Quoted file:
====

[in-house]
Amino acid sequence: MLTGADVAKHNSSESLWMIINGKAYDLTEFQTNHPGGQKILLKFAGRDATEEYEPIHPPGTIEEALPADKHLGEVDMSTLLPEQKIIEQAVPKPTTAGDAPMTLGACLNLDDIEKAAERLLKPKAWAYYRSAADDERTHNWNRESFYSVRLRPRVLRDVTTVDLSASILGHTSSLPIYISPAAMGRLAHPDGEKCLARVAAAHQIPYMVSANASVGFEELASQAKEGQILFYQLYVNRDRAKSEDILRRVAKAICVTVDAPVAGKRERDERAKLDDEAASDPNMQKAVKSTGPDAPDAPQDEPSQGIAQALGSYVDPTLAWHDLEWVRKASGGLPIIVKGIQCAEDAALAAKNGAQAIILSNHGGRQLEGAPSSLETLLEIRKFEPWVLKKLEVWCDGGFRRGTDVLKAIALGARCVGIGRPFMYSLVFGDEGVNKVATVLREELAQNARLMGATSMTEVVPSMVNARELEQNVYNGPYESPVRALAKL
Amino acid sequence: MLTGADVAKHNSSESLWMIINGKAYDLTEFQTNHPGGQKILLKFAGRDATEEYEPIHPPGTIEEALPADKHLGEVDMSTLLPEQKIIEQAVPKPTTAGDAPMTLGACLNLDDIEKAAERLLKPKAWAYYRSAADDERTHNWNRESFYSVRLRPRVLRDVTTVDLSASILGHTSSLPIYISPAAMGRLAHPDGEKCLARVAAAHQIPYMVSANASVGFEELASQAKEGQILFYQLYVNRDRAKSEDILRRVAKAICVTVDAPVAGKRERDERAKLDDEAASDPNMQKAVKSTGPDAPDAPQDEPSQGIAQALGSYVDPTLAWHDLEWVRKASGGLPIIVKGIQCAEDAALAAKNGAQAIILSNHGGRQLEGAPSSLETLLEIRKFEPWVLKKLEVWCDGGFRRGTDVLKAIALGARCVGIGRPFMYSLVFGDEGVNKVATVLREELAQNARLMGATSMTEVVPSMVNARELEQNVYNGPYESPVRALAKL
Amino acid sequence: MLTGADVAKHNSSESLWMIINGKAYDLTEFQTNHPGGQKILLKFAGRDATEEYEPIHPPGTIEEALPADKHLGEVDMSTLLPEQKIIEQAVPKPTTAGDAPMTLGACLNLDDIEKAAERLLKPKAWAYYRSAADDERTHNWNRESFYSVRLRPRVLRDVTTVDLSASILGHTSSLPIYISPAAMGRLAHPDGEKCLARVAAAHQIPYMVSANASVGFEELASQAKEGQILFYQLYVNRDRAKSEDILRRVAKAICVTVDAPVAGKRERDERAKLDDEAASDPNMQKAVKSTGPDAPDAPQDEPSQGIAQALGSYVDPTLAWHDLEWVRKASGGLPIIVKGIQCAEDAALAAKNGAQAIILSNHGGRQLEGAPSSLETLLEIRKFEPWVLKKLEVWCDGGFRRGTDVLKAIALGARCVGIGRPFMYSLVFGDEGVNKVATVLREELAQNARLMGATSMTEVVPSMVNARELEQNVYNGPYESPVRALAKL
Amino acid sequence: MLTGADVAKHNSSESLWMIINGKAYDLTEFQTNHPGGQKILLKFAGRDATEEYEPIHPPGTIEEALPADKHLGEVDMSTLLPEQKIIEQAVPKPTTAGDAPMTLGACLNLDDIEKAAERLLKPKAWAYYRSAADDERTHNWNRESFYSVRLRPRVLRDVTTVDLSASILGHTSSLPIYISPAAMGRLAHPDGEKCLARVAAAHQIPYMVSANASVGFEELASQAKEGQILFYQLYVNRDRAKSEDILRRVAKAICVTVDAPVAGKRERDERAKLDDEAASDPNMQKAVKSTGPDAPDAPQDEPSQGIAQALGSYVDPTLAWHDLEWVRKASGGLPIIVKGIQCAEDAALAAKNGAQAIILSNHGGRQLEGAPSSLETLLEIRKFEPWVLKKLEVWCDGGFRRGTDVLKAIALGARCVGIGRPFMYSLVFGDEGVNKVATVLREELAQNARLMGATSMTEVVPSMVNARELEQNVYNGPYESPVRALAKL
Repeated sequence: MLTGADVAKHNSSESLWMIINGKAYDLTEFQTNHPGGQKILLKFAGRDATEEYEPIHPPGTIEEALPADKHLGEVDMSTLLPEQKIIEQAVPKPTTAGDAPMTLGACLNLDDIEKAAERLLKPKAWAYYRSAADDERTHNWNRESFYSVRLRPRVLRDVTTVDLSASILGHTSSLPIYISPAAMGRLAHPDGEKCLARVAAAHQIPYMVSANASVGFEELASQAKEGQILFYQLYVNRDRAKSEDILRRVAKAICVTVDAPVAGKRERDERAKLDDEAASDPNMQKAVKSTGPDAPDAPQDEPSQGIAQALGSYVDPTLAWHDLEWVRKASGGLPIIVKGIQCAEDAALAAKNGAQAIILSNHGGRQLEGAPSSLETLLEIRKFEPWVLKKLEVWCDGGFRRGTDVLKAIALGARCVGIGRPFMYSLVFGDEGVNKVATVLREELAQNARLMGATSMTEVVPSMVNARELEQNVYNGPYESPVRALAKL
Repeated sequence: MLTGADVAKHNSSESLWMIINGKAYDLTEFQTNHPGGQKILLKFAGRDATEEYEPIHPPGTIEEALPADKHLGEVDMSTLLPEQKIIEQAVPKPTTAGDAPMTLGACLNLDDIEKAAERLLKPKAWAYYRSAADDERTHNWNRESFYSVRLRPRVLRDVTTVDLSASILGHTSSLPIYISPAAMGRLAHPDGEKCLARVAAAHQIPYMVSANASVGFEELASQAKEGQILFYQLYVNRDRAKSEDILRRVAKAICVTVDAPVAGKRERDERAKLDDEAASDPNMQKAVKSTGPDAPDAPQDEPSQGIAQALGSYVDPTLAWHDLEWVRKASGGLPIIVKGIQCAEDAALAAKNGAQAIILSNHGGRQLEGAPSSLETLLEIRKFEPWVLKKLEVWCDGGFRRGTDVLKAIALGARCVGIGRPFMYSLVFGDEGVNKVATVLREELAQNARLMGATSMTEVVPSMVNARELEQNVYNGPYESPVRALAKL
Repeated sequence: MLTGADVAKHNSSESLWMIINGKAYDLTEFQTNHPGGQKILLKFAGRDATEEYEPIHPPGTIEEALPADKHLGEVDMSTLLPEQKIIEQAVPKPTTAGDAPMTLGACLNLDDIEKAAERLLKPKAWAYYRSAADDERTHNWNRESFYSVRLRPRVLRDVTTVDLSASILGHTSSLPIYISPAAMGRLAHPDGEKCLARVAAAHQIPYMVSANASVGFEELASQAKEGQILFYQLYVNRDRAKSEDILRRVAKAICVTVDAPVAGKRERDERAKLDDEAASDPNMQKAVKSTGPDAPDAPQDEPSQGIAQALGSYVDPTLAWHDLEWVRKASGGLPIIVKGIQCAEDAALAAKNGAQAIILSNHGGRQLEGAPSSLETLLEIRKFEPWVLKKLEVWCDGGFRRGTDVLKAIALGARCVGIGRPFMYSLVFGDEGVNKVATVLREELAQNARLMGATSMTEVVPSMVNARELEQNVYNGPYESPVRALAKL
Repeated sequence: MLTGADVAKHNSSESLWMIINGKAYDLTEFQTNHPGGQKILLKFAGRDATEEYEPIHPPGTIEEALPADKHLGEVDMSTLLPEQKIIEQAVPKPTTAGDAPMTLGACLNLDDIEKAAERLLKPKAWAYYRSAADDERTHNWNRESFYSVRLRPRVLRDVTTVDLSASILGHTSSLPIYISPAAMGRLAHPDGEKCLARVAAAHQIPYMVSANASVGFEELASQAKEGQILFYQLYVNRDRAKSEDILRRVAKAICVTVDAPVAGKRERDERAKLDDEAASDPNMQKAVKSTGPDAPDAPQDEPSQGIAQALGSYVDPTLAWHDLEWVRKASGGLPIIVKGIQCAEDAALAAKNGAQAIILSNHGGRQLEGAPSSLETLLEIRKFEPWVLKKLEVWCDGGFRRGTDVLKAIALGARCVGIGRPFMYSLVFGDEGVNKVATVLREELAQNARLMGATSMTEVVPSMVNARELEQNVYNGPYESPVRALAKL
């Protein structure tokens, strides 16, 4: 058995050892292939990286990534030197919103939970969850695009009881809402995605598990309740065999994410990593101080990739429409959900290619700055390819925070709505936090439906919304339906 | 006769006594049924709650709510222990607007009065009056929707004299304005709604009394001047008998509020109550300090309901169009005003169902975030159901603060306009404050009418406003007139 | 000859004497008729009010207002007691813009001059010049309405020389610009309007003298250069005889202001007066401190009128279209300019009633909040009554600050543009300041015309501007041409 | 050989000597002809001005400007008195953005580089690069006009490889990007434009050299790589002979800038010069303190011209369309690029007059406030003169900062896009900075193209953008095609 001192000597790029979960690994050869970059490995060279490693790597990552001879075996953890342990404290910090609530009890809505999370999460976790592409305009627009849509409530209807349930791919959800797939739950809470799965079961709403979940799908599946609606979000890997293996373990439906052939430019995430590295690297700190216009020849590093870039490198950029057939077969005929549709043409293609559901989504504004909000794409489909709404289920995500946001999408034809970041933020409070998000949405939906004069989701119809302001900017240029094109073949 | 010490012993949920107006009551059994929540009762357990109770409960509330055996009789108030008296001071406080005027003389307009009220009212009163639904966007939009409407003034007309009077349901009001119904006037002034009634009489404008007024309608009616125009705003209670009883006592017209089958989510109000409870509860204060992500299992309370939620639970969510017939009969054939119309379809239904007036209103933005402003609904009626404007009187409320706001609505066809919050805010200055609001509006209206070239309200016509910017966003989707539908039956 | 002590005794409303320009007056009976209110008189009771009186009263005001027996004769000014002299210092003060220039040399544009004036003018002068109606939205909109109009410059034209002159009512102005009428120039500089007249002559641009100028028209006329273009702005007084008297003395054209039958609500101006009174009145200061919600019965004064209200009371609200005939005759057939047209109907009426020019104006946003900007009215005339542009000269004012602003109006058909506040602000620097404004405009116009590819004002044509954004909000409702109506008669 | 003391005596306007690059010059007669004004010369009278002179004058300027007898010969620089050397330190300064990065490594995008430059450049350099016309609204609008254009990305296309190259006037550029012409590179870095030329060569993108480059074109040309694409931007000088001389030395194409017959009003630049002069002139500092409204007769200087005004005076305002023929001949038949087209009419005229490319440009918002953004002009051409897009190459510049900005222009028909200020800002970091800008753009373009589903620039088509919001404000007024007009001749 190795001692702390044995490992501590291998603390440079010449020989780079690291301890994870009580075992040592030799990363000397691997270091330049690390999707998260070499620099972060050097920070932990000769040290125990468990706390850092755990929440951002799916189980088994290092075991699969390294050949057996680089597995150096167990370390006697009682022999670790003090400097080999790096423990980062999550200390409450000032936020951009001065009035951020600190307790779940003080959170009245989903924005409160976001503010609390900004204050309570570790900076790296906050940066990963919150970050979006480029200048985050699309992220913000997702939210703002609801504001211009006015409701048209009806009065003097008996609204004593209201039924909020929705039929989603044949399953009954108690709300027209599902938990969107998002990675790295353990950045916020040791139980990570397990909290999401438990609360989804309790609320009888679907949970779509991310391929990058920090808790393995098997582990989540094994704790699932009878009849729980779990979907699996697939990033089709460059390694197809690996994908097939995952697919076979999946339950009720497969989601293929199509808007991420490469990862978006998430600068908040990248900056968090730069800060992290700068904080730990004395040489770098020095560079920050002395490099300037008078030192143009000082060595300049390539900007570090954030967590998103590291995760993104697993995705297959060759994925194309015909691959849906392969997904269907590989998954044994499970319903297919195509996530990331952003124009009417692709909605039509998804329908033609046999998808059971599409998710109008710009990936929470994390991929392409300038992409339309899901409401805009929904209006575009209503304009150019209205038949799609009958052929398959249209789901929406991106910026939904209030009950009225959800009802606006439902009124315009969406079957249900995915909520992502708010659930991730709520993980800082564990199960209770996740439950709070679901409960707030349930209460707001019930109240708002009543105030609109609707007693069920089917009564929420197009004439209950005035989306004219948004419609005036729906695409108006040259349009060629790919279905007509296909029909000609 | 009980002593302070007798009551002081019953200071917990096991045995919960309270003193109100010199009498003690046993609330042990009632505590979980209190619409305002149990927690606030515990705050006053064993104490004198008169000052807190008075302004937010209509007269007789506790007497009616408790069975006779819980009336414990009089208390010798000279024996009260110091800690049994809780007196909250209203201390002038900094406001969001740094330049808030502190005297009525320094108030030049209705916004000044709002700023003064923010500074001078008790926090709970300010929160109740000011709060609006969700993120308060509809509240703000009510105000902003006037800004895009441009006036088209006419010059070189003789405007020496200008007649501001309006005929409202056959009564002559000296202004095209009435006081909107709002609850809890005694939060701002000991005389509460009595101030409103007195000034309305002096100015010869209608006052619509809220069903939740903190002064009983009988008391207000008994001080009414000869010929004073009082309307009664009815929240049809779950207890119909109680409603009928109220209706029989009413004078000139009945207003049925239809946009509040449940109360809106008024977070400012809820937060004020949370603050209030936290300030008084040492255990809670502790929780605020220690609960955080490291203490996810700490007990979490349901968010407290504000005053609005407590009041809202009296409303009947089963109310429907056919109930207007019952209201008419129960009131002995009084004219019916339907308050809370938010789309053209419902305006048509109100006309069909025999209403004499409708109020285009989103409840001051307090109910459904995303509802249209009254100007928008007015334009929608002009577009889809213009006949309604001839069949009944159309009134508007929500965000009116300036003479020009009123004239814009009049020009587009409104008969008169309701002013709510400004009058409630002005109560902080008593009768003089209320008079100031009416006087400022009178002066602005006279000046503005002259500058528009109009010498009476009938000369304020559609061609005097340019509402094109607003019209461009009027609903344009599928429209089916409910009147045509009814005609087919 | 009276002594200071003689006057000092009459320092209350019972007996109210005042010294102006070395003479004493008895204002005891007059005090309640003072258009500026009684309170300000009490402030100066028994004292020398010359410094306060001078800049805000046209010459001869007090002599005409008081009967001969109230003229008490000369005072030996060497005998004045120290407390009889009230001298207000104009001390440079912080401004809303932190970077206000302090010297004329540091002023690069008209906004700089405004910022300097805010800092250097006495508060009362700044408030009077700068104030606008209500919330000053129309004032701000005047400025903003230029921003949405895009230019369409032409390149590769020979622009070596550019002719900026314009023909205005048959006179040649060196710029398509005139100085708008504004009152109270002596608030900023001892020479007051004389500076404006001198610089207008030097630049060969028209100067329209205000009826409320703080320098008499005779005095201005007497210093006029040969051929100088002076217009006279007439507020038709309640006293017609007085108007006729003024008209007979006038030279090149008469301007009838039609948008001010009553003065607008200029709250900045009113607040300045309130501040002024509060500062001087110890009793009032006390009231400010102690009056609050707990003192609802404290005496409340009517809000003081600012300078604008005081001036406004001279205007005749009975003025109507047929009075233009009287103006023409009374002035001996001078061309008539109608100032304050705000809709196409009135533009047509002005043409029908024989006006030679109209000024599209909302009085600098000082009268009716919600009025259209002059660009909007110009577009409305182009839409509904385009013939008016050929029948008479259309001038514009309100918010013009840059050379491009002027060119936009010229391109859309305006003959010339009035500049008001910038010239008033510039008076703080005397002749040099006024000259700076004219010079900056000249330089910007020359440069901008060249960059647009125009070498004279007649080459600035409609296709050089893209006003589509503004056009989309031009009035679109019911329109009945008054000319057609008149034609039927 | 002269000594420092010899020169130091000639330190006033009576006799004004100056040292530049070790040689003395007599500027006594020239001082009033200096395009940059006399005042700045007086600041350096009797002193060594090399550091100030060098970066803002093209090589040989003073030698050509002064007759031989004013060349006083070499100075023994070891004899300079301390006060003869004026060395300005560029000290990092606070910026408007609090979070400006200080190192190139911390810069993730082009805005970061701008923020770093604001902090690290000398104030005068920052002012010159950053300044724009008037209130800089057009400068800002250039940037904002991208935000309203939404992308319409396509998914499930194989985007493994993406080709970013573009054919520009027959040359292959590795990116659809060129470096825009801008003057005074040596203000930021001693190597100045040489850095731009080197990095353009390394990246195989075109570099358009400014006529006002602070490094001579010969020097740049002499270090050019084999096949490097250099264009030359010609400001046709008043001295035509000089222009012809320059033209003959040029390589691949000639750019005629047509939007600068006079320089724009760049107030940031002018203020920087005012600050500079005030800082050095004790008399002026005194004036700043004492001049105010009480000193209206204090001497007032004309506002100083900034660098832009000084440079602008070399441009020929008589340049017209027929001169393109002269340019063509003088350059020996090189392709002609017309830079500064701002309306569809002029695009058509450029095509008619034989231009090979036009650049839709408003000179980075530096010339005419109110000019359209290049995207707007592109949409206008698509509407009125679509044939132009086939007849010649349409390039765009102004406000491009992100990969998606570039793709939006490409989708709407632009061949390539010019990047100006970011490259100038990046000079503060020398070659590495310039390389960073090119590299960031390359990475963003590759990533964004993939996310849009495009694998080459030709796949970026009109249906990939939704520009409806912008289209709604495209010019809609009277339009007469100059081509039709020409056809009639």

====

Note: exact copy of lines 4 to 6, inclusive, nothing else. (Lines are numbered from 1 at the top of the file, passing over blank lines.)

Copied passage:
Amino acid sequence: MLTGADVAKHNSSESLWMIINGKAYDLTEFQTNHPGGQKILLKFAGRDATEEYEPIHPPGTIEEALPADKHLGEVDMSTLLPEQKIIEQAVPKPTTAGDAPMTLGACLNLDDIEKAAERLLKPKAWAYYRSAADDERTHNWNRESFYSVRLRPRVLRDVTTVDLSASILGHTSSLPIYISPAAMGRLAHPDGEKCLARVAAAHQIPYMVSANASVGFEELASQAKEGQILFYQLYVNRDRAKSEDILRRVAKAICVTVDAPVAGKRERDERAKLDDEAASDPNMQKAVKSTGPDAPDAPQDEPSQGIAQALGSYVDPTLAWHDLEWVRKASGGLPIIVKGIQCAEDAALAAKNGAQAIILSNHGGRQLEGAPSSLETLLEIRKFEPWVLKKLEVWCDGGFRRGTDVLKAIALGARCVGIGRPFMYSLVFGDEGVNKVATVLREELAQNARLMGATSMTEVVPSMVNARELEQNVYNGPYESPVRALAKL
Amino acid sequence: MLTGADVAKHNSSESLWMIINGKAYDLTEFQTNHPGGQKILLKFAGRDATEEYEPIHPPGTIEEALPADKHLGEVDMSTLLPEQKIIEQAVPKPTTAGDAPMTLGACLNLDDIEKAAERLLKPKAWAYYRSAADDERTHNWNRESFYSVRLRPRVLRDVTTVDLSASILGHTSSLPIYISPAAMGRLAHPDGEKCLARVAAAHQIPYMVSANASVGFEELASQAKEGQILFYQLYVNRDRAKSEDILRRVAKAICVTVDAPVAGKRERDERAKLDDEAASDPNMQKAVKSTGPDAPDAPQDEPSQGIAQALGSYVDPTLAWHDLEWVRKASGGLPIIVKGIQCAEDAALAAKNGAQAIILSNHGGRQLEGAPSSLETLLEIRKFEPWVLKKLEVWCDGGFRRGTDVLKAIALGARCVGIGRPFMYSLVFGDEGVNKVATVLREELAQNARLMGATSMTEVVPSMVNARELEQNVYNGPYESPVRALAKL
Repeated sequence: MLTGADVAKHNSSESLWMIINGKAYDLTEFQTNHPGGQKILLKFAGRDATEEYEPIHPPGTIEEALPADKHLGEVDMSTLLPEQKIIEQAVPKPTTAGDAPMTLGACLNLDDIEKAAERLLKPKAWAYYRSAADDERTHNWNRESFYSVRLRPRVLRDVTTVDLSASILGHTSSLPIYISPAAMGRLAHPDGEKCLARVAAAHQIPYMVSANASVGFEELASQAKEGQILFYQLYVNRDRAKSEDILRRVAKAICVTVDAPVAGKRERDERAKLDDEAASDPNMQKAVKSTGPDAPDAPQDEPSQGIAQALGSYVDPTLAWHDLEWVRKASGGLPIIVKGIQCAEDAALAAKNGAQAIILSNHGGRQLEGAPSSLETLLEIRKFEPWVLKKLEVWCDGGFRRGTDVLKAIALGARCVGIGRPFMYSLVFGDEGVNKVATVLREELAQNARLMGATSMTEVVPSMVNARELEQNVYNGPYESPVRALAKL